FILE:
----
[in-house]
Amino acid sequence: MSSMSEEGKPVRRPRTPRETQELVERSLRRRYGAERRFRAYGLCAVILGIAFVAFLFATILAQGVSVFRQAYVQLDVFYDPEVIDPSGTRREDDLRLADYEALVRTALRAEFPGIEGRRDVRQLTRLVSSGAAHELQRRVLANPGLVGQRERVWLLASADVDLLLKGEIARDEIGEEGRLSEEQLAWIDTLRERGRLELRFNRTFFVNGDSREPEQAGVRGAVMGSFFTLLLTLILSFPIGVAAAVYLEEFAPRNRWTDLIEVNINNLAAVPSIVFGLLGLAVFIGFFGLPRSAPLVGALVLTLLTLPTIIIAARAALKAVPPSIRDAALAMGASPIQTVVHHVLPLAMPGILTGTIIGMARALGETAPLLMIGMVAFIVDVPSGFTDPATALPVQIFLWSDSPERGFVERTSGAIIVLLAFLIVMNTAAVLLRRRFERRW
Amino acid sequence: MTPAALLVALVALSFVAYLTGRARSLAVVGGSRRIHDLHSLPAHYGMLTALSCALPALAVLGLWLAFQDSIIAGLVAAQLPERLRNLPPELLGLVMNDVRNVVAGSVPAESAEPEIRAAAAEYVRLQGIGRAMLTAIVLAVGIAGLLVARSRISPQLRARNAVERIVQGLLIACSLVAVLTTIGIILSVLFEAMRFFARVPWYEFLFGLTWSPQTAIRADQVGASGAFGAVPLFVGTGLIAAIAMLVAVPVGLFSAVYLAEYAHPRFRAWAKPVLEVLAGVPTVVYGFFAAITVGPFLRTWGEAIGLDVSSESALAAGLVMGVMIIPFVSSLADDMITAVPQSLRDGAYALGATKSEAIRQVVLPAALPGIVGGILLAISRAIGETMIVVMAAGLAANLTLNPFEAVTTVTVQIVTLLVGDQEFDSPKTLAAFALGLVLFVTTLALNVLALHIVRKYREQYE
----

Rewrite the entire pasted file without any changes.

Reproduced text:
[in-house]
Amino acid sequence: MSSMSEEGKPVRRPRTPRETQELVERSLRRRYGAERRFRAYGLCAVILGIAFVAFLFATILAQGVSVFRQAYVQLDVFYDPEVIDPSGTRREDDLRLADYEALVRTALRAEFPGIEGRRDVRQLTRLVSSGAAHELQRRVLANPGLVGQRERVWLLASADVDLLLKGEIARDEIGEEGRLSEEQLAWIDTLRERGRLELRFNRTFFVNGDSREPEQAGVRGAVMGSFFTLLLTLILSFPIGVAAAVYLEEFAPRNRWTDLIEVNINNLAAVPSIVFGLLGLAVFIGFFGLPRSAPLVGALVLTLLTLPTIIIAARAALKAVPPSIRDAALAMGASPIQTVVHHVLPLAMPGILTGTIIGMARALGETAPLLMIGMVAFIVDVPSGFTDPATALPVQIFLWSDSPERGFVERTSGAIIVLLAFLIVMNTAAVLLRRRFERRW
Amino acid sequence: MTPAALLVALVALSFVAYLTGRARSLAVVGGSRRIHDLHSLPAHYGMLTALSCALPALAVLGLWLAFQDSIIAGLVAAQLPERLRNLPPELLGLVMNDVRNVVAGSVPAESAEPEIRAAAAEYVRLQGIGRAMLTAIVLAVGIAGLLVARSRISPQLRARNAVERIVQGLLIACSLVAVLTTIGIILSVLFEAMRFFARVPWYEFLFGLTWSPQTAIRADQVGASGAFGAVPLFVGTGLIAAIAMLVAVPVGLFSAVYLAEYAHPRFRAWAKPVLEVLAGVPTVVYGFFAAITVGPFLRTWGEAIGLDVSSESALAAGLVMGVMIIPFVSSLADDMITAVPQSLRDGAYALGATKSEAIRQVVLPAALPGIVGGILLAISRAIGETMIVVMAAGLAANLTLNPFEAVTTVTVQIVTLLVGDQEFDSPKTLAAFALGLVLFVTTLALNVLALHIVRKYREQYE